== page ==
She hadn’t considered that. Normal was a relative term, to her. It felt normal to her to eat plenty of fruit throughout the day. It felt normal to her to look to different foods for different moods. She still turned to chocolate when she felt miserable, no matter how many pears she had in stock.

Imelda shrugged to the man, calm as could be with half an apple in her stomach. “It’s normal to me. Maybe it’s not natural, but that’s how we make change.” He looked at her sceptically. She could tell he was having difficulty with the concept of magical fruit. But she could also see a sadness in his eyes. “Tell you what, take a pear on the house. Try it. But make sure you eat it before it goes off. The magic sort of…breaks.”

“Breaks?”

“Well, you know, the pear will make you feel a bit sad.” She pointed around at different fruits on her stall. Others were listening to her warning. “The apples will make you stressed and flustered. The lime will make you melancholy. Gentlemen really don’t want one of the gone off bananas, let me tell you that.”

Someone chuckled, and she supposed it must have been funny. The man took the pear gratefully, and the crowd filled in his space.

Imelda was not used to this amount of pressure. When her apple was gone, she began to eat a pear. She felt she needed the smiles to keep her going. She tried her best to fill every order, whether it was for sensual strawberries or apathetic white grapes.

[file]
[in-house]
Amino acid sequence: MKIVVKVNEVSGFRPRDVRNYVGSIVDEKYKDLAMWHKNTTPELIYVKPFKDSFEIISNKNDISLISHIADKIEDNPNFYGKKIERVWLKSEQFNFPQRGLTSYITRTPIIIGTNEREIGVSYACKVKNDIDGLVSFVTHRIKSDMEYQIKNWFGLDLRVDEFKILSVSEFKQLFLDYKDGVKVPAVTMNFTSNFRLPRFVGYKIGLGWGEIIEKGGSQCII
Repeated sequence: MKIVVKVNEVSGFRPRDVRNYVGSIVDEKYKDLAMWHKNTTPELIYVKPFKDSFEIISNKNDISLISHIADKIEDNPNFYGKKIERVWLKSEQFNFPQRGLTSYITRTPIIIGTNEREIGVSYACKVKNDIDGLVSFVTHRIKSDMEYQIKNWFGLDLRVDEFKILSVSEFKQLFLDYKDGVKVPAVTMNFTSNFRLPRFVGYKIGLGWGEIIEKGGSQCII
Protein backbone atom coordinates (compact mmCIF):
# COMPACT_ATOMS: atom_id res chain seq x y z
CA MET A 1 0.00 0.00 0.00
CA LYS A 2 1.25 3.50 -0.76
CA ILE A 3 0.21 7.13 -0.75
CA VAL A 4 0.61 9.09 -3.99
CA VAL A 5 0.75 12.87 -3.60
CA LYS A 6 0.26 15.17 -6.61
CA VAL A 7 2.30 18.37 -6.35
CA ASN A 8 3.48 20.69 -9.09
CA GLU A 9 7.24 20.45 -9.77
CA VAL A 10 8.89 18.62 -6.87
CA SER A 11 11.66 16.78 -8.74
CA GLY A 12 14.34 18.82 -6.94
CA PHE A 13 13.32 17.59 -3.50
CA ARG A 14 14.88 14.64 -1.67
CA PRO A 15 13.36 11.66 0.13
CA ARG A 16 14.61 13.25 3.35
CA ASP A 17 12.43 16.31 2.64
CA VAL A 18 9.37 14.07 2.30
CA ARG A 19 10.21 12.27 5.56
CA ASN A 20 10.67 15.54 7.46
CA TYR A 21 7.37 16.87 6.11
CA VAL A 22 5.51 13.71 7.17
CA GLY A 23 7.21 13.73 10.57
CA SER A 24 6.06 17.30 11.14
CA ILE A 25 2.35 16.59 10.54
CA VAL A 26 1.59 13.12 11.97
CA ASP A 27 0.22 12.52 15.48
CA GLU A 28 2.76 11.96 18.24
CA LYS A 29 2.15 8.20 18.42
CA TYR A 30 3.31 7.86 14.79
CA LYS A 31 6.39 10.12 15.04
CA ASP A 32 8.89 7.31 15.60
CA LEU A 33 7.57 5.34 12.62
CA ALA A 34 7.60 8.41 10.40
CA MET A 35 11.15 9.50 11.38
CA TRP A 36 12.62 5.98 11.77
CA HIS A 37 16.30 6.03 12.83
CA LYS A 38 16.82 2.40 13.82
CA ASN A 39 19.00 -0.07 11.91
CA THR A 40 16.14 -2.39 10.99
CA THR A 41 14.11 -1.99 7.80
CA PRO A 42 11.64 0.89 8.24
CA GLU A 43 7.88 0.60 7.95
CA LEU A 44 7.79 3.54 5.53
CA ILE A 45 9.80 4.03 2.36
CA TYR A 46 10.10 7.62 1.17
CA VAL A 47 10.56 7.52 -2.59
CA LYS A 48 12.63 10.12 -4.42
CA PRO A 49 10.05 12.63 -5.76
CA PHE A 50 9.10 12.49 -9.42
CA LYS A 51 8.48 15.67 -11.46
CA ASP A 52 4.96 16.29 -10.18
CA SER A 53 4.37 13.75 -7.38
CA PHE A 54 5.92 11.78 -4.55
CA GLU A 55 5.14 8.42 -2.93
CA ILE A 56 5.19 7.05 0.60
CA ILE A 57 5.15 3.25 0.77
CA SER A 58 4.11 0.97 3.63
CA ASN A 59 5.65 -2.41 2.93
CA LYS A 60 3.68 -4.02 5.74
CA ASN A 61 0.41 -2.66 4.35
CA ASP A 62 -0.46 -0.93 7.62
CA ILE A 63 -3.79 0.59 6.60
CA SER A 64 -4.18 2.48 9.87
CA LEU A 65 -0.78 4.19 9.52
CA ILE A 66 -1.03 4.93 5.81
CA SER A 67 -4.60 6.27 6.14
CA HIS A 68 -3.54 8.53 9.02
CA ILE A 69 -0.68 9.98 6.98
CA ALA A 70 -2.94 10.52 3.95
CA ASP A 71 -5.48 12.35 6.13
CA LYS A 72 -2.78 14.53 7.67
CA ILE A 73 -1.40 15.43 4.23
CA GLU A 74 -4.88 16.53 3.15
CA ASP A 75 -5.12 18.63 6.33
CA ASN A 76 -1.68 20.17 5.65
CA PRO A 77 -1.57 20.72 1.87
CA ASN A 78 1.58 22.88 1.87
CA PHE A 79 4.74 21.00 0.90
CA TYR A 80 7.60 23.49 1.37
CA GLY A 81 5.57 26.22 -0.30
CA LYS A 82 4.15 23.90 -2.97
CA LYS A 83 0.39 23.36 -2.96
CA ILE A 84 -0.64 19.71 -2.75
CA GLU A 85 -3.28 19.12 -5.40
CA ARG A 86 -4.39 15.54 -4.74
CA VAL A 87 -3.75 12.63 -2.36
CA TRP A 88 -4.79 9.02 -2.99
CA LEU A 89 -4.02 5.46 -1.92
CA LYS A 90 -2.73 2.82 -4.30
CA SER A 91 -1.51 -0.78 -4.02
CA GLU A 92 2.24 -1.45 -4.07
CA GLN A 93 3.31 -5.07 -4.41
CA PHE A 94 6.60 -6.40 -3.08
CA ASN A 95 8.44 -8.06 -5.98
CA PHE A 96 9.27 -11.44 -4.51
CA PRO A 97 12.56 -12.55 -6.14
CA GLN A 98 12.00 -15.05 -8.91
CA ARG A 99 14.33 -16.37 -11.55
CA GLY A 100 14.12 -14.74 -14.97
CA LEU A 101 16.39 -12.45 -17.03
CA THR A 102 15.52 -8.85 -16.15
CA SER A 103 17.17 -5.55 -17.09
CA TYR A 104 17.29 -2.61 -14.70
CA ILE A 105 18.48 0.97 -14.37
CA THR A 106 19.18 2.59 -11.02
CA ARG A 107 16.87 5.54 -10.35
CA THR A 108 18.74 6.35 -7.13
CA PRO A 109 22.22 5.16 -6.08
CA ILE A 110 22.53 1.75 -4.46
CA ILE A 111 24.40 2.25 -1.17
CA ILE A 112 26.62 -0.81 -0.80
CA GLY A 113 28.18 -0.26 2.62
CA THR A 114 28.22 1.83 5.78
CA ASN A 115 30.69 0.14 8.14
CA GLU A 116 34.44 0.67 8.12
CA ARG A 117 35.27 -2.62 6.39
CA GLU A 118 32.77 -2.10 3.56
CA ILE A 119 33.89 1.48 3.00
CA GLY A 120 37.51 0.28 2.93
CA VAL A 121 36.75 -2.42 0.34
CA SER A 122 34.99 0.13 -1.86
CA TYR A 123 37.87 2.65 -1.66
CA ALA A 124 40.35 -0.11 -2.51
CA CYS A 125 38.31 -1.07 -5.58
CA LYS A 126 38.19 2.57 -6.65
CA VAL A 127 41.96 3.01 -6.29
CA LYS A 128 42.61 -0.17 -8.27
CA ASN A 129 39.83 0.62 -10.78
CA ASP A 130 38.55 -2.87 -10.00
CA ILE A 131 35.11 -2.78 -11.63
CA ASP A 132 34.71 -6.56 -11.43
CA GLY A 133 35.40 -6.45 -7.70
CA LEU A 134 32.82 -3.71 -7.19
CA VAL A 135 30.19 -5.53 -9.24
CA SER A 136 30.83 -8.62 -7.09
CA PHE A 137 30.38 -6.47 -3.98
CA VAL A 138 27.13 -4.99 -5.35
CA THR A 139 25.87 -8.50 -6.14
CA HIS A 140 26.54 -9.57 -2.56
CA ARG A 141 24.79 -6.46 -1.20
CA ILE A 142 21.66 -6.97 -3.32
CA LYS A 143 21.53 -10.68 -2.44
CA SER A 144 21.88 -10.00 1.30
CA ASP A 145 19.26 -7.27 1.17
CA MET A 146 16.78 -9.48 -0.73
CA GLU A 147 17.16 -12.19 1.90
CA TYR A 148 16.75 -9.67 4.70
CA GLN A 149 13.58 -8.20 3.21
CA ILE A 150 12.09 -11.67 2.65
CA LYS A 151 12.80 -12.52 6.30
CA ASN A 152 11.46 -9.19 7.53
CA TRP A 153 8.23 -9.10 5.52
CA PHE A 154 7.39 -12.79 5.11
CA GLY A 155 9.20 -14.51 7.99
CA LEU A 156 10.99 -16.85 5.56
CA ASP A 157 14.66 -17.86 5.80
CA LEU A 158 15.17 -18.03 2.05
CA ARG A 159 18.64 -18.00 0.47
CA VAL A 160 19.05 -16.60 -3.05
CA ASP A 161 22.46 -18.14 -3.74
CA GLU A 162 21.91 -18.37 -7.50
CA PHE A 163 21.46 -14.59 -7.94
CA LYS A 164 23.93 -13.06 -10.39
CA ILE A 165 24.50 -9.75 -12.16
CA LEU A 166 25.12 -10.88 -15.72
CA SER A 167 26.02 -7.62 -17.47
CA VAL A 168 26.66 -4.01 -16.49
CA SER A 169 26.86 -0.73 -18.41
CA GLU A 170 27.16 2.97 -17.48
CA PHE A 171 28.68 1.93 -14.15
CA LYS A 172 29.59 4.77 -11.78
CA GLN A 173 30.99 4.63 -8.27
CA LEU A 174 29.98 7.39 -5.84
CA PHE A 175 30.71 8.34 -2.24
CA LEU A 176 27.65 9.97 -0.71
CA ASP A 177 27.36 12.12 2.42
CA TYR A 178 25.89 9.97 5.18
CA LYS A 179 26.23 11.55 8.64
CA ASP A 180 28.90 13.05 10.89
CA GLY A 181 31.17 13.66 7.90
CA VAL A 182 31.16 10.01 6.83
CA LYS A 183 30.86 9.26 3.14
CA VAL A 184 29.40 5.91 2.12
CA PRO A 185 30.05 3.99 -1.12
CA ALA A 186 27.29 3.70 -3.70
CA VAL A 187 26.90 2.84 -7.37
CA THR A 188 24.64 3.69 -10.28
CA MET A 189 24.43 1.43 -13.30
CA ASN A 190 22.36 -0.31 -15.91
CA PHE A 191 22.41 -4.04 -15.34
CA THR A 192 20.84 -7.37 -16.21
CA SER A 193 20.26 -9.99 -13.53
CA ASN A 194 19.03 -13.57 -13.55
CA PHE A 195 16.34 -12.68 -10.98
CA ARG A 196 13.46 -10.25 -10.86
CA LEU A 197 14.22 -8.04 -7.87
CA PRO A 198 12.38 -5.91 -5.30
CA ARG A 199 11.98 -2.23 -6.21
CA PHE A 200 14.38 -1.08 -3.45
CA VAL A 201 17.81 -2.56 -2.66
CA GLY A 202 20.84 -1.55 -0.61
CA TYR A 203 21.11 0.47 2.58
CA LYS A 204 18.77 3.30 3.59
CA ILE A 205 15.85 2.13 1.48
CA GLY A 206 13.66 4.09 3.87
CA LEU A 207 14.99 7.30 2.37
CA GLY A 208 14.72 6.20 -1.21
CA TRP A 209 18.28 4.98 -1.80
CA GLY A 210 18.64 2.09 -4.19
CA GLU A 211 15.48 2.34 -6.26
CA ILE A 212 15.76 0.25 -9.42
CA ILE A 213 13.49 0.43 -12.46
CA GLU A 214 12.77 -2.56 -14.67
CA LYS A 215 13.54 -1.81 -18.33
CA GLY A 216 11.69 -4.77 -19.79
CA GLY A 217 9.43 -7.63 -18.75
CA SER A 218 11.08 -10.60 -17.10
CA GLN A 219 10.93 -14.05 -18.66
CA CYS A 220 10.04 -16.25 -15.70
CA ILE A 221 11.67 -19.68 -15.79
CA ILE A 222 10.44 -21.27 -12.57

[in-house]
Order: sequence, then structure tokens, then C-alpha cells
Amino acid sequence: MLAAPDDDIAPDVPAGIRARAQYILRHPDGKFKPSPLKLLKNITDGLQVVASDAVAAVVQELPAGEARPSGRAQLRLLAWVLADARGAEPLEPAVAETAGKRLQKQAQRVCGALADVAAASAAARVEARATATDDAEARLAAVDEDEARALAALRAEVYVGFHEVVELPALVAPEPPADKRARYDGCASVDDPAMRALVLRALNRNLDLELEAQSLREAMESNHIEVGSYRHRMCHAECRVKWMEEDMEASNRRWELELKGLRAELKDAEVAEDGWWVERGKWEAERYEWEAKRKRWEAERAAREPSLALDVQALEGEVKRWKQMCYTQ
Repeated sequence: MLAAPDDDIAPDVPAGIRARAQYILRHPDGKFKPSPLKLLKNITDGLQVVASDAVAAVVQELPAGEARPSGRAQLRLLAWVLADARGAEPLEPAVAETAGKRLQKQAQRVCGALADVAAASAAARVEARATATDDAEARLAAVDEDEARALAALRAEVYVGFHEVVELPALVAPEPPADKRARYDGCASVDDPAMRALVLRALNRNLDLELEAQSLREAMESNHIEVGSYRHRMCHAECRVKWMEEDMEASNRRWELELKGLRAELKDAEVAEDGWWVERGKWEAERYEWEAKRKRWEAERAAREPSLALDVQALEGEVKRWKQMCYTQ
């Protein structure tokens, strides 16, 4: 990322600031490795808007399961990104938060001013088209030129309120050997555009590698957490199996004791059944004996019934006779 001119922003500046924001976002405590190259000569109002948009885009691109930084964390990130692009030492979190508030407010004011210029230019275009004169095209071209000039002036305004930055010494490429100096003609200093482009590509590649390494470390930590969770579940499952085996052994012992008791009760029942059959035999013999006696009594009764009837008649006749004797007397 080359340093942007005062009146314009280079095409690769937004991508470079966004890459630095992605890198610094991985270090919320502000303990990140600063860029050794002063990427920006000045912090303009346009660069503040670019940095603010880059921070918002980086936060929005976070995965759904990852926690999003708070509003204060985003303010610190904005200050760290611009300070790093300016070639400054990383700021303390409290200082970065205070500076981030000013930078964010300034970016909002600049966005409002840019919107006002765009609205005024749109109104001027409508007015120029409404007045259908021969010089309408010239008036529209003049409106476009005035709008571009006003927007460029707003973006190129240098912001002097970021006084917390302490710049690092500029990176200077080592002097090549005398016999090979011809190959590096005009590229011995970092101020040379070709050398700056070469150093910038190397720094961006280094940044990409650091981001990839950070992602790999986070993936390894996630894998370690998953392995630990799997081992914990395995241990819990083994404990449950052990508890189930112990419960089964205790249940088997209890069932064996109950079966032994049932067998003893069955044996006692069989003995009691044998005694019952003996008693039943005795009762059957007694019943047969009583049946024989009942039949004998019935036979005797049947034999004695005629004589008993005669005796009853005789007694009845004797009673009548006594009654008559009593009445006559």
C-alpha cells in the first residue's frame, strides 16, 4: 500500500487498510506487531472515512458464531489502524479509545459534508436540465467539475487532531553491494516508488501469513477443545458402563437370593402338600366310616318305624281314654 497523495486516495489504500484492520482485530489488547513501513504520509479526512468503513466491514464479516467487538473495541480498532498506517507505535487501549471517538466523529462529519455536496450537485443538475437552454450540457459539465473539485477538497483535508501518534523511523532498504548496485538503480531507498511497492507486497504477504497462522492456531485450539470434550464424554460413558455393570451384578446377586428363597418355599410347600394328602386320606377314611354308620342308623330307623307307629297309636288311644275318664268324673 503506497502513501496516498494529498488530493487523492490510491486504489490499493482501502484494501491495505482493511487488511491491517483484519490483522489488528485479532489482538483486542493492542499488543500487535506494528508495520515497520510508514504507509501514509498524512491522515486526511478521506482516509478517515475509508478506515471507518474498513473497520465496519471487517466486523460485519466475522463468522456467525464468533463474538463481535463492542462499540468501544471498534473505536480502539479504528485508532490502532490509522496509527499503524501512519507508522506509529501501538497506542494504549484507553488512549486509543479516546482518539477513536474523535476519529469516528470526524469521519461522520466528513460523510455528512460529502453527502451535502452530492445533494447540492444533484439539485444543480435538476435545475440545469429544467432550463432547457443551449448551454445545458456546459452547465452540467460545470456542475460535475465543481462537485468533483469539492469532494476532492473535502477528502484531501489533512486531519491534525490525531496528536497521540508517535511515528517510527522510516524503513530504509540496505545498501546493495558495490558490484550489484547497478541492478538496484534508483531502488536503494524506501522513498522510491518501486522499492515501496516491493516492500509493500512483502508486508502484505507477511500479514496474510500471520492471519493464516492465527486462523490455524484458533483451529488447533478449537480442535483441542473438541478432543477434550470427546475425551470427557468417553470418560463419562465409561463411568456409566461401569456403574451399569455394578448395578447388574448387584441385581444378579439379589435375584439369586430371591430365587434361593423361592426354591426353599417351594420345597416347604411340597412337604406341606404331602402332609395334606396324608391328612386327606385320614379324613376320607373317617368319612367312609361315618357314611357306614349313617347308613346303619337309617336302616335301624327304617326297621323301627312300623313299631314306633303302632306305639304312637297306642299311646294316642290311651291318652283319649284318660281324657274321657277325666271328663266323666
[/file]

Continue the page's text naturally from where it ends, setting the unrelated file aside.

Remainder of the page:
But she couldn’t shake the feeling that the man had come to her as a last resort. She hoped to see him again. She was used to having regulars. She wasn’t used to wishing she had them. Imelda wasn’t sure if she had feelings for him, or if she just felt things about him. He was handsome, and he was sad. The former made him easier to look at, and that only made the sadness shine through.

Her father had been good with feelings. He could tell someone’s mood just by looking at them. He supposed that maybe he was a bit special, but he didn’t see it as being particularly useful when he worked as a landscape photographer. He said he didn’t have the capacity for social work.

Her mother, on the other hand, was just a wonderful chef. Imelda wondered if she was magical, but she had been assured on several instances that she was just a regular human who loved a good meal.